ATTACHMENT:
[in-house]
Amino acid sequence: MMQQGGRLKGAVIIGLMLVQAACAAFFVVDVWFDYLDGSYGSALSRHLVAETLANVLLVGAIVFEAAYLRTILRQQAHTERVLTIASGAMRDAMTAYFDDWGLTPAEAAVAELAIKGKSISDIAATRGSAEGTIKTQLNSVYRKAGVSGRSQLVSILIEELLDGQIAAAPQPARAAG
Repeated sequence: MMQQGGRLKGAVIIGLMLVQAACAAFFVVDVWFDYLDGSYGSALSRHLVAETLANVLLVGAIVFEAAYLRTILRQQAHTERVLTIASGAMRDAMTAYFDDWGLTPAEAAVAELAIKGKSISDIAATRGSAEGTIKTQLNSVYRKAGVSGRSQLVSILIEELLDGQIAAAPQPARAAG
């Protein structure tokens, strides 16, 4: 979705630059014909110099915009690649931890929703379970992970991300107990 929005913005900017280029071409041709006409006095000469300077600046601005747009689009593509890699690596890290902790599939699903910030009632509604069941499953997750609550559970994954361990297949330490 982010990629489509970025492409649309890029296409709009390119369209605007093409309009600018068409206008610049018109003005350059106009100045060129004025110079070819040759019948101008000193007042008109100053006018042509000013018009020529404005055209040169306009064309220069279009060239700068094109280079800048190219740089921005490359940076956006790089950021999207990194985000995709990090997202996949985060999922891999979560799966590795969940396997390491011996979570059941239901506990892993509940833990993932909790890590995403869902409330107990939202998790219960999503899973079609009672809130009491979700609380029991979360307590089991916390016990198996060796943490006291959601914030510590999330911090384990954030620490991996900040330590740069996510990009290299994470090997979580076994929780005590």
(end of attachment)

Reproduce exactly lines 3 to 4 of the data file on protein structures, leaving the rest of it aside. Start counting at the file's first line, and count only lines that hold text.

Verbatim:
Repeated sequence: MMQQGGRLKGAVIIGLMLVQAACAAFFVVDVWFDYLDGSYGSALSRHLVAETLANVLLVGAIVFEAAYLRTILRQQAHTERVLTIASGAMRDAMTAYFDDWGLTPAEAAVAELAIKGKSISDIAATRGSAEGTIKTQLNSVYRKAGVSGRSQLVSILIEELLDGQIAAAPQPARAAG
């Protein structure tokens, strides 16, 4: 979705630059014909110099915009690649931890929703379970992970991300107990 929005913005900017280029071409041709006409006095000469300077600046601005747009689009593509890699690596890290902790599939699903910030009632509604069941499953997750609550559970994954361990297949330490 982010990629489509970025492409649309890029296409709009390119369209605007093409309009600018068409206008610049018109003005350059106009100045060129004025110079070819040759019948101008000193007042008109100053006018042509000013018009020529404005055209040169306009064309220069279009060239700068094109280079800048190219740089921005490359940076956006790089950021999207990194985000995709990090997202996949985060999922891999979560799966590795969940396997390491011996979570059941239901506990892993509940833990993932909790890590995403869902409330107990939202998790219960999503899973079609009672809130009491979700609380029991979360307590089991916390016990198996060796943490006291959601914030510590999330911090384990954030620490991996900040330590740069996510990009290299994470090997979580076994929780005590």